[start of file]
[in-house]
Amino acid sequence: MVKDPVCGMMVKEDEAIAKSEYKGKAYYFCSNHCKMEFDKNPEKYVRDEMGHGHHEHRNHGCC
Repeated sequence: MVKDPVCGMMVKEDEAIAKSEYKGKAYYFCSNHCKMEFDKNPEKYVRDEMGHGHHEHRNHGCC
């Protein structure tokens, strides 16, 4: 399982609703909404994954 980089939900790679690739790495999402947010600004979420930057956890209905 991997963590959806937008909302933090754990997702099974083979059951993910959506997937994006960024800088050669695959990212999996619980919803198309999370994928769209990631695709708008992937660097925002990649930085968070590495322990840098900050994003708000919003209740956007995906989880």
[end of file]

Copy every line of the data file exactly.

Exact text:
[in-house]
Amino acid sequence: MVKDPVCGMMVKEDEAIAKSEYKGKAYYFCSNHCKMEFDKNPEKYVRDEMGHGHHEHRNHGCC
Repeated sequence: MVKDPVCGMMVKEDEAIAKSEYKGKAYYFCSNHCKMEFDKNPEKYVRDEMGHGHHEHRNHGCC
């Protein structure tokens, strides 16, 4: 399982609703909404994954 980089939900790679690739790495999402947010600004979420930057956890209905 991997963590959806937008909302933090754990997702099974083979059951993910959506997937994006960024800088050669695959990212999996619980919803198309999370994928769209990631695709708008992937660097925002990649930085968070590495322990840098900050994003708000919003209740956007995906989880």